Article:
— Link to the internet— You don’t have too many characters on Twitter, but you need to make sure to frequently insert relevant links to online content in your tweets. This allows you to connect your short messages on the platform to the larger universe of the internet. Don’t worry about inserting long URL. Twitter automatically has a URL shortener so the link can better fit in the 140 character limit.
— Connect with industry leaders— Twitter allows you to connect with archaeology leaders in several ways. You can follow their Twitter handle (it’s the name they use on the platform that has an “at sign” in front of it. For instance, my handle is @succinctbill). You can also help further their conversations by re-tweeting their tweets. Or, you can be bold and offer your honest opinion of their tweets.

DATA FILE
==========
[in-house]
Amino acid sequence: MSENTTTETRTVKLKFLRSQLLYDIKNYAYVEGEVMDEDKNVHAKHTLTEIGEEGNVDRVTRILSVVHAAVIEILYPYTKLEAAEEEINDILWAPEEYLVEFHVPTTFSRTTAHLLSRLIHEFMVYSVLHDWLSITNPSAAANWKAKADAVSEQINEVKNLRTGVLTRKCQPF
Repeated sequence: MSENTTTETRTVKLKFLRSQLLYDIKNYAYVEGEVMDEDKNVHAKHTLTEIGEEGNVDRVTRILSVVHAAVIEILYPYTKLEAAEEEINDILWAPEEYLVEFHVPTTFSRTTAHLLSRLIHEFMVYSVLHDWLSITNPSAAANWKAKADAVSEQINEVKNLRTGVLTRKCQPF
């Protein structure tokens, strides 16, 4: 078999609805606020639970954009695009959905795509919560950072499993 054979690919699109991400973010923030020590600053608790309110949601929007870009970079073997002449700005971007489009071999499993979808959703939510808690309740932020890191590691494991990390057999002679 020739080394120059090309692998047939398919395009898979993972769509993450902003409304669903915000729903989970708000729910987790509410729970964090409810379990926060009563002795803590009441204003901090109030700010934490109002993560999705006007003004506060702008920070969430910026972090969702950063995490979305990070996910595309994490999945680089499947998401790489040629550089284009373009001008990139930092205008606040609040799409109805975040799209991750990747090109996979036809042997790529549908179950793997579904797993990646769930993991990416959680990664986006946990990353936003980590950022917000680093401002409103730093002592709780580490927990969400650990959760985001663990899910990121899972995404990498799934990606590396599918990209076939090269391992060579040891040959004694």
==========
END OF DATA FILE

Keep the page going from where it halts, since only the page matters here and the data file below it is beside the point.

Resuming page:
If you link first and keep posting relevant content, these industry leaders may just end up following you. I can’t tell you how happy I was when Paul Mullins (@mullins_paul) and Timothy Pauketat (@TPauketat) followed me.
— Promote yourself— Self-promotion is at the heart of personal branding. Twitter is a great way to spread the word about archaeology projects, articles, books, and other archaeology-specific topics in such a way that it adds to your online persona. For example, if you’ve just heard an awesome archaeology discussion by a famous archaeo, you can send out some tweets with the discussant’s Twitter handle (if they have one) with a couple relevant hashtags. These hashtagged tweets will help connect you to archaeology, which helps build your brand as an archaeologist.